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Mol Psychiatry. 2009 Feb;14(2):206-22. doi: 10.1038/mp.2008.105. Epub 2008 Sep 23.

Amyloid-beta causes memory impairment by disturbing the JAK2/STAT3 axis in hippocampal neurons.

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1
Department of Anatomy, School of Medicine, KEIO University, Tokyo, Japan. chibat@sc.itc.keio.ac.jp

Abstract

Elevation of intracranial soluble amyloid-beta (Abeta) levels has been implicated in the pathogenesis of Alzheimer's disease (AD). Intracellular events in neurons, which lead to memory loss in AD, however, remain elusive. Humanin (HN) is a short neuroprotective peptide abolishing Abeta neurotoxicity. Recently, we found that HN derivatives activate the Janus kinase 2 (JAK2)/signal transducer and activator of transcription 3 (STAT3) signaling axis. We here report that an HN derivative named colivelin completely restored cognitive function in an AD model (Tg2576) by activating the JAK2/STAT3 axis. In accordance, immunofluorescence staining using a specific antibody against phospho- (p-) STAT3 revealed that p-STAT3 levels in hippocampal neurons age-dependently decreased in both AD model mice and AD patients. Intracerebroventricular administration of Abeta1-42 downregulated p-STAT3 whereas passive immunization with anti-Abeta antibody conversely restored hippocampal p-STAT3 levels in Tg2576 mice, paralleling the decrease in the brain Abeta burden. Abeta1-42 consistently modulated p-STAT3 levels in primary neurons. Pharmacological inhibition of the JAK2/STAT3 axis not only induced significant loss of spatial working memory by downregulating an acetylcholine-producing enzyme choline acetyltransferase but also desensitized the M(1)-type muscarinic acetylcholine receptor. Thus, we propose a novel theory accounting for memory impairment related to AD: Abeta-dependent inactivation of the JAK2/STAT3 axis causes memory loss through cholinergic dysfunction. Our findings provide not only a novel pathological hallmark in AD but also a novel target in AD therapy.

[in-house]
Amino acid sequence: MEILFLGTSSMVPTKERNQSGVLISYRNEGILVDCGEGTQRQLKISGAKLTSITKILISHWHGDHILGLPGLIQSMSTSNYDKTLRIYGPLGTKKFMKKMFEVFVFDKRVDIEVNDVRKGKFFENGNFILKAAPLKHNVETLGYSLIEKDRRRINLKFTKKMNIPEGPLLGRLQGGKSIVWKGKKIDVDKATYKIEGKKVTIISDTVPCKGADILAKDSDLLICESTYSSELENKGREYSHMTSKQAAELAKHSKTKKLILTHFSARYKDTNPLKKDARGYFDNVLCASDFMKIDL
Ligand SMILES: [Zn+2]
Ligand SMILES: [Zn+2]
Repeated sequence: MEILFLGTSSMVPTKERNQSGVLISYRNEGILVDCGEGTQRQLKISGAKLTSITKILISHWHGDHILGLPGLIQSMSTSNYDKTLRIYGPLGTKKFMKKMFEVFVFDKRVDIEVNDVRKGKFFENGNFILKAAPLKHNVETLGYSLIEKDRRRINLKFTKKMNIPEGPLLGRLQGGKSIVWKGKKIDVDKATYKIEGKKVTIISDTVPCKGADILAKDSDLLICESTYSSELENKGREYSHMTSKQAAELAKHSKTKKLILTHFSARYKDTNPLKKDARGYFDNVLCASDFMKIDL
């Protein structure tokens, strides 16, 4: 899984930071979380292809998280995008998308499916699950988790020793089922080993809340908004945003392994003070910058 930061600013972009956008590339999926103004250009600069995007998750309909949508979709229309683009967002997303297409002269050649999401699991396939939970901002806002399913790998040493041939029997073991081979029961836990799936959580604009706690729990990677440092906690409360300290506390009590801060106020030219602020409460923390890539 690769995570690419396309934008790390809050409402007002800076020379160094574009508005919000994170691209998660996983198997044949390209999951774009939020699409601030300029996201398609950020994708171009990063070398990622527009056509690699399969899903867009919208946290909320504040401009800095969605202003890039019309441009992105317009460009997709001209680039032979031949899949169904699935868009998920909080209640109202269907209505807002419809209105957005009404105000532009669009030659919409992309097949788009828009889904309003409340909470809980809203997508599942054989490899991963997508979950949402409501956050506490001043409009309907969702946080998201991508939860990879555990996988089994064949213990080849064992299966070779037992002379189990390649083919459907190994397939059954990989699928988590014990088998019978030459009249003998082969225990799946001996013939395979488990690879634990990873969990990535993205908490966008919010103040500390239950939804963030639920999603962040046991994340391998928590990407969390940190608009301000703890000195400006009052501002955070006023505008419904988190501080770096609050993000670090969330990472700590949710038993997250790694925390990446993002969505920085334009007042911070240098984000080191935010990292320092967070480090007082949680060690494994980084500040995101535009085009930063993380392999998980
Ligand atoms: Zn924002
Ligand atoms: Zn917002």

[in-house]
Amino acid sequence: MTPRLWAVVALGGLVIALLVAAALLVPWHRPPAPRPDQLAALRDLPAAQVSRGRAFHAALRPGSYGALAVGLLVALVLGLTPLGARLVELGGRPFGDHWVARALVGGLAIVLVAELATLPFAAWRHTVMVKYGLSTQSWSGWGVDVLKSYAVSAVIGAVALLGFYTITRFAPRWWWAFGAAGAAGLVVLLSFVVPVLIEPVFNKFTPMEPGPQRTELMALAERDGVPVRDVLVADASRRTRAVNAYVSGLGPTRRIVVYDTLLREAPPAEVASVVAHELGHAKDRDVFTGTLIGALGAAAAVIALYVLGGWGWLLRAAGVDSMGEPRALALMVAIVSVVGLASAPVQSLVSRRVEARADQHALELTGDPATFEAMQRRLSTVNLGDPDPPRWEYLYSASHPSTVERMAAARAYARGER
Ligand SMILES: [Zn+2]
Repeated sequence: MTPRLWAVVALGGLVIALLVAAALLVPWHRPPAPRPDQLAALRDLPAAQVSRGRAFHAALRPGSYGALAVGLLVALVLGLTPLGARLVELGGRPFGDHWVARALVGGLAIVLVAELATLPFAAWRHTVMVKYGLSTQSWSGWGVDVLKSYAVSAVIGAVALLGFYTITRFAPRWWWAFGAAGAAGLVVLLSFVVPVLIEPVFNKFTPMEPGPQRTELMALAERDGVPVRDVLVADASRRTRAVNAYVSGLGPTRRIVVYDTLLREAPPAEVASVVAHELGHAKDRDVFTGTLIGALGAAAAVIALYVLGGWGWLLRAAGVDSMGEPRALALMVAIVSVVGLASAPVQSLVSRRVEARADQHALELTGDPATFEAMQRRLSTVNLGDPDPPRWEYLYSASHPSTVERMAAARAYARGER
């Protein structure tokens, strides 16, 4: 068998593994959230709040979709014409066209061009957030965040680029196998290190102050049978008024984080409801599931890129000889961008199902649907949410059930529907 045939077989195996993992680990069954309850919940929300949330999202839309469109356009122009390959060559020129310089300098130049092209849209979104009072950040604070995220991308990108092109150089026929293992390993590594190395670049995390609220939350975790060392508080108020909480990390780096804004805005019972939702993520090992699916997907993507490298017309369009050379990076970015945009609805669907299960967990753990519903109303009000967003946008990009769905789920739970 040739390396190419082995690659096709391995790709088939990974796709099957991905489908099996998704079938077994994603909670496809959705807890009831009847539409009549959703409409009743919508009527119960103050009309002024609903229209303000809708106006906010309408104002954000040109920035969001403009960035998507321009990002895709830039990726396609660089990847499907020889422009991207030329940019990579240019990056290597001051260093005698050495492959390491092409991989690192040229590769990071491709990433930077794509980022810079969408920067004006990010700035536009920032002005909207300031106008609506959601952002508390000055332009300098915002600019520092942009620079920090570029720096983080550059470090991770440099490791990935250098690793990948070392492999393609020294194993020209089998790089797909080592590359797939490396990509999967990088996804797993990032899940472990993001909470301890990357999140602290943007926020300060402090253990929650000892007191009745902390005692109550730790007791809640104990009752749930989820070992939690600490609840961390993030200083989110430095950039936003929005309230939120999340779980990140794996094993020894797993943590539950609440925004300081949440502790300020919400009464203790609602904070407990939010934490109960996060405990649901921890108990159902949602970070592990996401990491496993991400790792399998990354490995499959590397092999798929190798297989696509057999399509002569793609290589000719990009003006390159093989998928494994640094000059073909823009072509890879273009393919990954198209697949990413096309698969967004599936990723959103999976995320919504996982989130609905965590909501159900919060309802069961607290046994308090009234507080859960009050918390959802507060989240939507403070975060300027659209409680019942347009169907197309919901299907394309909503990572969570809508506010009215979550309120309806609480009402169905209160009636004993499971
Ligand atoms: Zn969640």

PMID:
18813209
DOI:
10.1038/mp.2008.105
[Indexed for MEDLINE]
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